An American-Nepali duet
Anna Marie Stirr was intrigued and thoroughly captivated the first time that she listened to a dohori traditional duet in Nepal twenty years ago. Was it a song or a long playful banter between musicians?
She was a student of ethnomusicology at New York’s Columbia University at the time, and the dohori genre stood out not only for its unique vocal tone and style, but because it blurred the lines between music and drama, delivering a performance that was unlike anything she had ever witnessed before.
Stirr began to delve into the world of Nepali folk music, learnt the language and spent two decades traveling within Nepal, studying and analysing minutely the spontaneous lyrics, the rules governing the musical back-and-forth, and what made dohori such an essence of Nepali culture.
On one of her many trips in 2005, cheered on by members of a local mothers’ group in Lamjung Stirr was urged to join in the singing. She came up with her own dohori compilation: “Aye ma ta yo gaun ma khuruka, sab bhujna sukha ra dukha, mirmireko gham…” (I have come to this village to understand both happiness and pain, the twinkling sun…)
The mothers were delighted by her fluent and mellifluous Nepali, and the way she had grasped the soul of the songs. Ever since, Stirr has been obsessed with dohori. She is now Associate Professor at the University of Hawaii and her 2017 book based on her PhD research, Singing across Divides: Music and Intimate Politics in Nepal, was awarded the Bernard S Cohn Book Prize last year.
“Dohori is a truly challenging and complex musical practice,” explains Stirr, who has studied the variations of dohori by singers like Sharmila Gurung and Devi Gharti Magar, whose voices feature impeccable skill and precision when carrying out the complicated kharki voice modulation in their songs. Komal Oli’s steady and controlled voice has now become characteristic of her personal style and flair.
“Dohori singers must be poets at heart,” says Stirr, who defines the singing in her book as ‘dialogic, conversational sung poetry’ that uses improvisation, wit, playfulness, and ingenuity all at the same time. Dohori is not just entertainment, it tackles societal issues like gender, class and caste discrimination, and the songs challenge rulers.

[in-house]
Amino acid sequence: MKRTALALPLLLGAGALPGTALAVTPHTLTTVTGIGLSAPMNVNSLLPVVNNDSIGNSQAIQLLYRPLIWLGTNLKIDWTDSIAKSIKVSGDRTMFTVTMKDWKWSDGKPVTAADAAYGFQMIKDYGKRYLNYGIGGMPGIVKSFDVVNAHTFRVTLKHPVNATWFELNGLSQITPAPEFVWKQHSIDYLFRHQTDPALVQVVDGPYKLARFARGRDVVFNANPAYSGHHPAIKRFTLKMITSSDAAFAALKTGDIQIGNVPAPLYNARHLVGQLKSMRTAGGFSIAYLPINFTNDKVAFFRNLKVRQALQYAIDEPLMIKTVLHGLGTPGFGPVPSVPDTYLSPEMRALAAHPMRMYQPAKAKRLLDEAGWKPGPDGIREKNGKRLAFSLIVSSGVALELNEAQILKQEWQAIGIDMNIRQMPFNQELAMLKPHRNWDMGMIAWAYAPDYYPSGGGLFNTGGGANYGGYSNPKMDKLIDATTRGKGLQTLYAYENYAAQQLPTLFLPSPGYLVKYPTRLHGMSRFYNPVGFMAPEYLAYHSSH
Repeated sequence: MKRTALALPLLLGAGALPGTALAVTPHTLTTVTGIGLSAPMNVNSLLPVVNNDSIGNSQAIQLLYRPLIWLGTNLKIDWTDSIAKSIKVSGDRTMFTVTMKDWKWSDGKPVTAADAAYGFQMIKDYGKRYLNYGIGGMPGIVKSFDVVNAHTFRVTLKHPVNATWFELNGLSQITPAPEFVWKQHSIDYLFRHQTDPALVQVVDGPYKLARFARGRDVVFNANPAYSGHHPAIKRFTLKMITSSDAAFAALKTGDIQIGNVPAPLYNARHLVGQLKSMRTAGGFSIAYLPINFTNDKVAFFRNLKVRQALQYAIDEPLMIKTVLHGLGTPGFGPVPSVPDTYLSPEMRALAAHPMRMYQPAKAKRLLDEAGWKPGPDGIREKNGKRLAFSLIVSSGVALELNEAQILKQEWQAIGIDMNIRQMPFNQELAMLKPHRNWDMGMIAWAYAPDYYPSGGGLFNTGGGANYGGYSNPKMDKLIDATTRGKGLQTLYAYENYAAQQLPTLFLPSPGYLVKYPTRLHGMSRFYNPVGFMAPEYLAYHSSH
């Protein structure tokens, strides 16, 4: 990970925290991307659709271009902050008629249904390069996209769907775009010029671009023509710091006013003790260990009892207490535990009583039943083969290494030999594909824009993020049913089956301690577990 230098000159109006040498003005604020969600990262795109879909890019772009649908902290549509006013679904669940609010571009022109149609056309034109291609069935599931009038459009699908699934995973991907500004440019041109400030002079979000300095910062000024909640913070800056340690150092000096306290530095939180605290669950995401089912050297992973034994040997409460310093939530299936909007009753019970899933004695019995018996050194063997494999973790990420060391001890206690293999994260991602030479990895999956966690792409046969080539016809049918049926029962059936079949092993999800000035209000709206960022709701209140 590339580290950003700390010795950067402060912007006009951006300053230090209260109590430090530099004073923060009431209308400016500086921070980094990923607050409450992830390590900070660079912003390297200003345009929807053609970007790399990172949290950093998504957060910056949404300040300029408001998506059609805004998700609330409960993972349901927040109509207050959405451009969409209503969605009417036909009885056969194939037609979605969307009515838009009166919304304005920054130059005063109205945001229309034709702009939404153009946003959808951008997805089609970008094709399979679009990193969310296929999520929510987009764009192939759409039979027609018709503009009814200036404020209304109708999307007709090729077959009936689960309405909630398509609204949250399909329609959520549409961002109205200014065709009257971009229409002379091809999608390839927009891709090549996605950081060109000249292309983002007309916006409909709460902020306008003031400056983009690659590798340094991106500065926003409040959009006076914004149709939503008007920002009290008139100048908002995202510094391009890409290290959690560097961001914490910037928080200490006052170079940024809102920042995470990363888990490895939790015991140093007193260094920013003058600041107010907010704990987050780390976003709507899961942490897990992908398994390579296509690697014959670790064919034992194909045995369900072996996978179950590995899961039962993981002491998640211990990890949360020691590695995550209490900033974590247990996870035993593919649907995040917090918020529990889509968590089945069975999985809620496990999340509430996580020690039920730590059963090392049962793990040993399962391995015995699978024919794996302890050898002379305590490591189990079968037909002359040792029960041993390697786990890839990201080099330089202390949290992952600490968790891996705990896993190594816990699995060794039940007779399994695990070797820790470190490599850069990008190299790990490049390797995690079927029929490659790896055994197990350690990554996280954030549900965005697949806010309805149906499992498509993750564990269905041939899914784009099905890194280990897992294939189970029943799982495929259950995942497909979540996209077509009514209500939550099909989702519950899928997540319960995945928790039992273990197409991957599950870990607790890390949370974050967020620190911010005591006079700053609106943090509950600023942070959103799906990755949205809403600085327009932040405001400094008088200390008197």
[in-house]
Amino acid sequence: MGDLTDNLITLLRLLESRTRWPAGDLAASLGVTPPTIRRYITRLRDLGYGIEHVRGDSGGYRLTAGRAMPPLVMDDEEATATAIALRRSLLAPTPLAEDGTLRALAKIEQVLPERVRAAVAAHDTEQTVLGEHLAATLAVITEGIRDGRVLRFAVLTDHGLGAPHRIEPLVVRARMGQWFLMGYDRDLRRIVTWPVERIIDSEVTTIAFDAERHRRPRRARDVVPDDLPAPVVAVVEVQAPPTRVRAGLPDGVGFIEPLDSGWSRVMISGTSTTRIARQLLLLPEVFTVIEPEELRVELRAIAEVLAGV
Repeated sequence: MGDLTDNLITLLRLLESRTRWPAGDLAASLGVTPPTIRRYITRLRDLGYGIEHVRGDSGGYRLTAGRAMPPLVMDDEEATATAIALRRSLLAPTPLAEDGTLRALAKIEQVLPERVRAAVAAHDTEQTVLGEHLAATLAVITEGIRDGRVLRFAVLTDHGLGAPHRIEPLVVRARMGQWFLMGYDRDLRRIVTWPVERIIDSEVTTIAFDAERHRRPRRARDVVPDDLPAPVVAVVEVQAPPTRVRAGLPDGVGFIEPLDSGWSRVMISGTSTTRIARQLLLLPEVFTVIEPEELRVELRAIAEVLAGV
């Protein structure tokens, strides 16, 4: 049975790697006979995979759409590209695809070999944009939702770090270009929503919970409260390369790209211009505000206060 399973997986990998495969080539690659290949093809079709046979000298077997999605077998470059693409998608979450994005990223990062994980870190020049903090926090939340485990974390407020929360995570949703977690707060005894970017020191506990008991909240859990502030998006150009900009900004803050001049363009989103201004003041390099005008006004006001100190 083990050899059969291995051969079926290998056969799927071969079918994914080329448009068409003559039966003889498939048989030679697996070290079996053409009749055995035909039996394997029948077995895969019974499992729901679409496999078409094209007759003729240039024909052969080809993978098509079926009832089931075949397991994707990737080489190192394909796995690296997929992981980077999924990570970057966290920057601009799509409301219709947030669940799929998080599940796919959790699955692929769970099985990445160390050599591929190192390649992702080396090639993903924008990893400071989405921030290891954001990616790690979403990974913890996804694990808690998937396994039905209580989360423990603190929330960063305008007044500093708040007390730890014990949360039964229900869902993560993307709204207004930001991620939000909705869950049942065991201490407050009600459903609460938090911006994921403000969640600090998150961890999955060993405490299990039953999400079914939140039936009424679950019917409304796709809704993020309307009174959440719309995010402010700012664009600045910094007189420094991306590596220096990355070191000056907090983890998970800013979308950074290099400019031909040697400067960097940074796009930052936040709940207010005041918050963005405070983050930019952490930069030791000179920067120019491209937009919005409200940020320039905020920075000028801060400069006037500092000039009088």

During the Panchayat, dohori was a medium for democratic activism, and today with the failure of governance that is driving hundreds of thousands of young Nepali women and women abroad in search of work, it is an outlet for the popular dissatisfaction as well as expressions of longing and separation.
During the Tij festival dohori has now moved beyond playful teasing between men and women headlong into tackling Nepal’s patriarchal mores. During the conflict as people migrated to the cities for safety, the Rodhi Ghar became a place of refuge and urban-rural interaction where the songs served to cement Nepal’s ethnicities.
Read also: Nepali folk songs move beyond love and loss, Reeti K.C.
Stirr also researched Nepal’s progressive and revolutionary folk music, producing a documentary in collaboration with Bhakla Syangtan of Radio Namobudhha that profiles folk musician-turned-MP Khusi Ram Pakhrin.
“Hajarau ko balidan le kalo yuga dhaleko cha,” (The dark age has ended through the sacrifice of thousands of people) goes one of Pakhrin’s song. And there is hope for a better future in this one: “Srijana ra sambriddhi ko bato khulna thaleko cha” (The path of creativity and prosperity is beginning to open up).
Stirr writes in her book: ‘Mediating technologies, narratives of national feeling, and new feelings engendered in changing surroundings continue to shape modern ideas of “village voices” (folk music), at the intersection of development, nostalgia, exploration and evolving ideas of belonging.’
Stirr has spent nearly ten years studying and enjoying Nepali folk music in Nepal, she taught at the music department of Kathmandu University in 2004, fostering connections with folk musicians like Tulsi Parajuli and Satyakala Rai, and frequenting live performances of dohori songs in the Nirmaya Rodhi Club alongside folk singer Sheila Ale.
Preforming in traditional attire with near-perfect Nepali inflection, Anna Stirr is as much Nepali as she is American. She considers Nepal as her second home, and even though she is 13,000km away in Hawaii she keeps her connections alive through dohori and preparing Nepali food of which her favourites are local kukhura ko masu and alu ko achar.
Stirr says she would still like to visit many more places in Nepal, exploring and studying different regions and their folk music, and she would have been in Nepal now if it had not been for the COVID-19 crisis.
She told Nepali Times in an interview in 2008: "I can make people laugh when I sing a dohori, but I haven't yet been able to make them cry."
Songs of our past, Amar Gurung
Norway-Nepal lockdown concert on the internet, Nepali Times
Singing Across Divides: Music and Intimate Politics in Nepal
By Anna Marie Stirr Oxford University Press, 2017
312 Pages $105 ISBN: 9780190631970
Paperback Oxford Scholarship Online